Here's an article in Time that sums up how the decriminalization of drugs (ALL of them, not even just pot) has reduced rates of drug abuse and increased rates of addicts getting treatment.http://www.time.com/time/health/article/0,8599,1893946,00.html
Instead of throwing people in jail for taking drugs, they offer drug counseling (which is cheaper for the government than incarcerating that person). And even that is optional but a lot of people are taking the opportunity to get help and get off drugs. It's awesome.
I heard about it on this YouTube video:Pharyngula
had a post with another video of hers, about Everybody Draw Muhammad Day; I liked it so I started watching her other videos including the one above.
Meanwhile, Prop 19 was rejected by the majority of voters here in California this year. Because we Americans have a major boner for punishing people. I liked the point made in the video that we should be more concerned with what actually works in the real world than with what satisfies our urge to see the sinners punished. That's such a problem. It's rooted in religion and capitalism and is being pushed by the right wing more strongly than ever.
This applies to a lot of social programs. Like the program in Nevada (can't find a link, sorry. I saw it on a news show) where they found that it was actually cheaper to pay rent on small, cheap apartments for homeless people than it was to allow them to stay homeless and keep having to use emergency medical services. Everybody wins: the homeless people have better health, greater stability and a better chance at getting a job, and the government saves money. But the public doesn't like that type of thing. First, I expect a lot of people would grumble about the expense and ignore the fact that it actually costs less. Some would be blatant enough assholes to say the ideal solution is to stop paying for their emergency medical care too, and just let them die on the street, which is a horrific denial of our responsibility as a society. Since that's not a realistic option, people end up choosing to keep things the way they are, with greater expense and greater suffering, because making things better wouldn't satisfy their vindictive need to feel like they're better than other people.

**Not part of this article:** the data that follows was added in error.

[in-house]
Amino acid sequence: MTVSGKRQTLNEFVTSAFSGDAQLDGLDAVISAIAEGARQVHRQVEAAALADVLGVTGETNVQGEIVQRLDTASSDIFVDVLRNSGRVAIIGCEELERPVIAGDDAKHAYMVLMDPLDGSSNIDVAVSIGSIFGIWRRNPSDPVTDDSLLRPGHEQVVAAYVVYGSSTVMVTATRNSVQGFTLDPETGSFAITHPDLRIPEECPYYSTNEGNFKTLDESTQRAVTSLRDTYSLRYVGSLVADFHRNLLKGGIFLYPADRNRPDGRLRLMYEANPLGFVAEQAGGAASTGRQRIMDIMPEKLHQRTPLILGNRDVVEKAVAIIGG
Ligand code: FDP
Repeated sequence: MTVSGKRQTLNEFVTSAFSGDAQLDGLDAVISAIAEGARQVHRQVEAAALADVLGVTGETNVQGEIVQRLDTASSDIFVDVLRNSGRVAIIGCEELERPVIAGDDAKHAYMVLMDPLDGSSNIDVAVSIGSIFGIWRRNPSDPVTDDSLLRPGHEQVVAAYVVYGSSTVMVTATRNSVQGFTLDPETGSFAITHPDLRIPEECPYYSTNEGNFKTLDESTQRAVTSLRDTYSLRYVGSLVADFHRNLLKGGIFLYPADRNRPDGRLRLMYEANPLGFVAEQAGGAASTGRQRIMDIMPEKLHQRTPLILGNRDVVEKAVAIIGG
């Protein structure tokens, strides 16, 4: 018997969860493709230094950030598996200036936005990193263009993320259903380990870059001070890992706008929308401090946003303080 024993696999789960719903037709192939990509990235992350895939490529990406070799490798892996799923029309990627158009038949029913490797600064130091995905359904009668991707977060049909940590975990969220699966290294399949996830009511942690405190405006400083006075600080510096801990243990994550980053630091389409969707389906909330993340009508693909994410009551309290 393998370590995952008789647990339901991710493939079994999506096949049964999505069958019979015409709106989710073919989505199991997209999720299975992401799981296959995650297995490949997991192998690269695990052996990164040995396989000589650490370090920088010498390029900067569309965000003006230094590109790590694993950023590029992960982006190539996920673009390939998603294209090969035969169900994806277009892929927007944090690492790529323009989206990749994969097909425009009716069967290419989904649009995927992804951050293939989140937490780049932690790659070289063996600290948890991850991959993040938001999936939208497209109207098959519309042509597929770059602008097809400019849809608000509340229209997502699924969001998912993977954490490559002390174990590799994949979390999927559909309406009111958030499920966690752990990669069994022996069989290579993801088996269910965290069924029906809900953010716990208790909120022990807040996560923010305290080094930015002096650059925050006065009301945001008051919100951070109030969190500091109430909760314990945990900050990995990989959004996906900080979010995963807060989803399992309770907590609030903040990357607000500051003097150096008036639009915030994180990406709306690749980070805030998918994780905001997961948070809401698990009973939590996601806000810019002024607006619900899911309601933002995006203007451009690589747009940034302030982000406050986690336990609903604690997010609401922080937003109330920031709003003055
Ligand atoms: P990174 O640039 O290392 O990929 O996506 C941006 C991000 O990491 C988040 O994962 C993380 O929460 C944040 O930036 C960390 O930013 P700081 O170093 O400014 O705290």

Another argument against programs like this is "why should they get free counseling/apartments/food stamps/etc.? I work hard, why doesn't the government give me free stuff? It's not fair." But it's completely fair: if the complaining person were to become homeless/addicted to drugs/poor/etc. then the help would be freely given to them too. The government isn't going to say "nope, you work too hard, these programs are only available for lazy people who contribute nothing to society." That's absurd. But it's how a lot of people think it really is.
It's so frustrating to see these solutions that really work but have them rejected here because people would rather have everyone, including themselves, be worse off in exchange for feeling morally superior.